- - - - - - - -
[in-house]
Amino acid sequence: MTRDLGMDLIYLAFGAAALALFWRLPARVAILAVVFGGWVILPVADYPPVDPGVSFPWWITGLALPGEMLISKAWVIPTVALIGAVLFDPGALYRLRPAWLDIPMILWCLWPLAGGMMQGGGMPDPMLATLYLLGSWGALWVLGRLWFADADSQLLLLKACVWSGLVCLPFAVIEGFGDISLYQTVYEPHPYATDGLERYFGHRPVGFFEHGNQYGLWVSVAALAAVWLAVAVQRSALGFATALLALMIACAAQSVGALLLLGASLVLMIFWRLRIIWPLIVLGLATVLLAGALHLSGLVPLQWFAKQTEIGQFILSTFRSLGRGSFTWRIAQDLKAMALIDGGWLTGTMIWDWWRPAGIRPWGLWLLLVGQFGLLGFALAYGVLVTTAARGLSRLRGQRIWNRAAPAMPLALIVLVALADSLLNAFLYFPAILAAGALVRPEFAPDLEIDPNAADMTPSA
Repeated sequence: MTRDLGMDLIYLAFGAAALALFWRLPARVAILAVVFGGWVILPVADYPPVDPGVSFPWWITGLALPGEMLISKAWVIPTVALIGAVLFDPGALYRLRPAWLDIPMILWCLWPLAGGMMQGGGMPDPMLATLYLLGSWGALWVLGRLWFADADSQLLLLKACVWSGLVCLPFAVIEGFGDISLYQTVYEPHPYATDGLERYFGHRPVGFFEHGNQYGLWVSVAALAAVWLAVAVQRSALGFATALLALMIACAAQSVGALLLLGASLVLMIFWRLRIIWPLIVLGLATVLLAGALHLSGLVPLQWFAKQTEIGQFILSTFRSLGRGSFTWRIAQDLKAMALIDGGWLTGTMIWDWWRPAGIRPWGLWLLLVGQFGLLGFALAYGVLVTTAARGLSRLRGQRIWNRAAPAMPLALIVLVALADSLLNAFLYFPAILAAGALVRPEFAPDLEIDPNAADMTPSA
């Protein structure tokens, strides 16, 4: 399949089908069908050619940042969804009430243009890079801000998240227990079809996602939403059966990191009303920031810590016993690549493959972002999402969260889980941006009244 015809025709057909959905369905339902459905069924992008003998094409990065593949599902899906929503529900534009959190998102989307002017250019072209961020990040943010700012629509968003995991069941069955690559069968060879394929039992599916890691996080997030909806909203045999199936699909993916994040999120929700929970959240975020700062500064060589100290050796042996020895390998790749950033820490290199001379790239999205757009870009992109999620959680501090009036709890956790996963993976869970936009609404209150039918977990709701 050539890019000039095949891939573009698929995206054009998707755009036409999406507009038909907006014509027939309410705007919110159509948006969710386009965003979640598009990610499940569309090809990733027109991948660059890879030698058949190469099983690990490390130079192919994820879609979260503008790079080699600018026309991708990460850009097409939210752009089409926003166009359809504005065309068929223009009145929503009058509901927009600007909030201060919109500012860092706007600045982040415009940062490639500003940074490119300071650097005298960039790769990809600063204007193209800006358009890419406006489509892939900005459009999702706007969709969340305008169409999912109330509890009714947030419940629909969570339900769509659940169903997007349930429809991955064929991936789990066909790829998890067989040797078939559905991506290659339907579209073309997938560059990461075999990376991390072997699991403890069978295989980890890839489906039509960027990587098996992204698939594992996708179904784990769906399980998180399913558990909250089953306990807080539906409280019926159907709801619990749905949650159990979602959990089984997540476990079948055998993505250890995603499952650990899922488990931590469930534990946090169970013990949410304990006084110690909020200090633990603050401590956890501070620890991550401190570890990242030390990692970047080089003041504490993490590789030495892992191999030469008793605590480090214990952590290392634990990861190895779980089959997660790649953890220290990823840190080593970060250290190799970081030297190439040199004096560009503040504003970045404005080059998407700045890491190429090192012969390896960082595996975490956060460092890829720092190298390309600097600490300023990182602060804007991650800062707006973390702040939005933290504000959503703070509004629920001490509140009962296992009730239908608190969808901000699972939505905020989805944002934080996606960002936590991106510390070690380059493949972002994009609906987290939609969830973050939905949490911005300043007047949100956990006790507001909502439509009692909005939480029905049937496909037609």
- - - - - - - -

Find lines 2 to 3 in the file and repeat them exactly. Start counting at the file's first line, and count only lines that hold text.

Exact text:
Amino acid sequence: MTRDLGMDLIYLAFGAAALALFWRLPARVAILAVVFGGWVILPVADYPPVDPGVSFPWWITGLALPGEMLISKAWVIPTVALIGAVLFDPGALYRLRPAWLDIPMILWCLWPLAGGMMQGGGMPDPMLATLYLLGSWGALWVLGRLWFADADSQLLLLKACVWSGLVCLPFAVIEGFGDISLYQTVYEPHPYATDGLERYFGHRPVGFFEHGNQYGLWVSVAALAAVWLAVAVQRSALGFATALLALMIACAAQSVGALLLLGASLVLMIFWRLRIIWPLIVLGLATVLLAGALHLSGLVPLQWFAKQTEIGQFILSTFRSLGRGSFTWRIAQDLKAMALIDGGWLTGTMIWDWWRPAGIRPWGLWLLLVGQFGLLGFALAYGVLVTTAARGLSRLRGQRIWNRAAPAMPLALIVLVALADSLLNAFLYFPAILAAGALVRPEFAPDLEIDPNAADMTPSA
Repeated sequence: MTRDLGMDLIYLAFGAAALALFWRLPARVAILAVVFGGWVILPVADYPPVDPGVSFPWWITGLALPGEMLISKAWVIPTVALIGAVLFDPGALYRLRPAWLDIPMILWCLWPLAGGMMQGGGMPDPMLATLYLLGSWGALWVLGRLWFADADSQLLLLKACVWSGLVCLPFAVIEGFGDISLYQTVYEPHPYATDGLERYFGHRPVGFFEHGNQYGLWVSVAALAAVWLAVAVQRSALGFATALLALMIACAAQSVGALLLLGASLVLMIFWRLRIIWPLIVLGLATVLLAGALHLSGLVPLQWFAKQTEIGQFILSTFRSLGRGSFTWRIAQDLKAMALIDGGWLTGTMIWDWWRPAGIRPWGLWLLLVGQFGLLGFALAYGVLVTTAARGLSRLRGQRIWNRAAPAMPLALIVLVALADSLLNAFLYFPAILAAGALVRPEFAPDLEIDPNAADMTPSA